On nights, the moon is much too lovely
to ignore and my room becomes a
cocoon that stuffs and suffocates,
I take a walk.
I’m looking for the lady whose skin
turns blue in the moonlight.
After two croaks, I see her
in all her antediluvian glory.
Suede Clarks, Anita Baker crooning
from the record player,
a devoted night routine to the moon.
She has me transfixed in space,
time and retrograde.
My whole body is humming
whatever tune that’s so wonderfully
placed around her lips.
Oh, how I envy that song.
I, too, long to be a thing in her mouth.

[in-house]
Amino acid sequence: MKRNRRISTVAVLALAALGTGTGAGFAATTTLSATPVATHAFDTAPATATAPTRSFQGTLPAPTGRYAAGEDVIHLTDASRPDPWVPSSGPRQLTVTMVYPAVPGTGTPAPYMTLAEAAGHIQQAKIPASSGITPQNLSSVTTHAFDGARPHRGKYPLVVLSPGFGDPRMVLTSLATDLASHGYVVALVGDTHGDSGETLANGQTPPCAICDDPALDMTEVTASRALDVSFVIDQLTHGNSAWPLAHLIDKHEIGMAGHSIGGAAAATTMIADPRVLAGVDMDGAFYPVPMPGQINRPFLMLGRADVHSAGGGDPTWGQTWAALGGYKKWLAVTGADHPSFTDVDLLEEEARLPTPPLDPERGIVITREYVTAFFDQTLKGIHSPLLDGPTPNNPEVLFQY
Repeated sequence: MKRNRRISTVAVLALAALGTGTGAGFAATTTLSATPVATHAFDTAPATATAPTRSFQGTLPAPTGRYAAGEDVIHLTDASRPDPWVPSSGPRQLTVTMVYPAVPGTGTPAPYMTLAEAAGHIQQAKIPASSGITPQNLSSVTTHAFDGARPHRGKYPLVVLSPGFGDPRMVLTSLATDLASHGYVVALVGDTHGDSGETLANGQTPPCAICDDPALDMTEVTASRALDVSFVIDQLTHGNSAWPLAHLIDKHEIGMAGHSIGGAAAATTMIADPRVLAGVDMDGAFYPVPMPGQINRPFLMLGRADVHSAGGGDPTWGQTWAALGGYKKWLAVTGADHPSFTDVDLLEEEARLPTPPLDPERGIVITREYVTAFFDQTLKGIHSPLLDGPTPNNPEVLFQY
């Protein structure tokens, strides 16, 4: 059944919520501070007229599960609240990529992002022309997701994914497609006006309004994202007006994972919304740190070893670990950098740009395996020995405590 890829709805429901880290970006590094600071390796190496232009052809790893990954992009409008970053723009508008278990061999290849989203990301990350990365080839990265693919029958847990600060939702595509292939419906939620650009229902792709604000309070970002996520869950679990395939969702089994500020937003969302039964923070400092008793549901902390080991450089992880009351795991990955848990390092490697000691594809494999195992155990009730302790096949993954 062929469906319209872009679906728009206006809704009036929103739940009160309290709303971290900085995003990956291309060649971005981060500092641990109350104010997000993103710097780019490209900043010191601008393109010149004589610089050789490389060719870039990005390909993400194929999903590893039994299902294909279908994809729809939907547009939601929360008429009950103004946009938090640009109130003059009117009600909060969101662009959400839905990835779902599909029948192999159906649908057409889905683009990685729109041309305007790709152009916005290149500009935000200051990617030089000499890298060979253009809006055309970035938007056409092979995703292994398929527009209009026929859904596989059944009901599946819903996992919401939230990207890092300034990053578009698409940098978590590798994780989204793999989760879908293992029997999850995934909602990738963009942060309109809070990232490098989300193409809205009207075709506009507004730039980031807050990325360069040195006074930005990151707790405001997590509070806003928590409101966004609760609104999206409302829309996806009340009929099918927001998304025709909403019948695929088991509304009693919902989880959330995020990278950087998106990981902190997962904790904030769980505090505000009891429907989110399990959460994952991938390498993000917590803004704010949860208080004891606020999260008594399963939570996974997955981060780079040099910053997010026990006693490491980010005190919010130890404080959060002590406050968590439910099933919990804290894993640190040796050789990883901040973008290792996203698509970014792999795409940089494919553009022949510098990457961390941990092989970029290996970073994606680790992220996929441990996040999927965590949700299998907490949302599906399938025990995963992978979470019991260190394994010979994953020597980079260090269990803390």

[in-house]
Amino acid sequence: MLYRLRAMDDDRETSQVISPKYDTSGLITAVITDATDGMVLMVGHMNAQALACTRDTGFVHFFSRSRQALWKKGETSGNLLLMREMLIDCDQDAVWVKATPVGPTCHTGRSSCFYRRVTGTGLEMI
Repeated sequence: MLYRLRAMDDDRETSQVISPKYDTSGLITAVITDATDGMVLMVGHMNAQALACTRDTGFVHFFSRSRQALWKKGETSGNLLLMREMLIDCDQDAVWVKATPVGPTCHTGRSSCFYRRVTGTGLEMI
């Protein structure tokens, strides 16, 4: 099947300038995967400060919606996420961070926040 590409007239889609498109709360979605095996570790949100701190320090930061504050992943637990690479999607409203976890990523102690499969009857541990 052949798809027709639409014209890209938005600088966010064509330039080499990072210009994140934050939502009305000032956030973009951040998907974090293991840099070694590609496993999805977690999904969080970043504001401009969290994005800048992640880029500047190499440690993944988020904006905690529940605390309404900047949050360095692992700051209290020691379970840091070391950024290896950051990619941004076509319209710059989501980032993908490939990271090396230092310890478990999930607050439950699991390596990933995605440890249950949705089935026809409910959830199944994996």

Kay-Ann Henry is a journalist and poet currently studying journalism, creative writing, and sociology at the University of Miami. She is originally from Kingston, Jamaica, and migrated to Miami when she was 14. She started writing as a fun way to exercise language and has moved to realize poetry as a space to activate healing childhood and ancestral trauma. When she isn’t writing poems and journal entries, she is working with feminist and abolitionist activist organizations throughout Miami to contribute to the freedom of Black, immigrant, and queer folks like herself.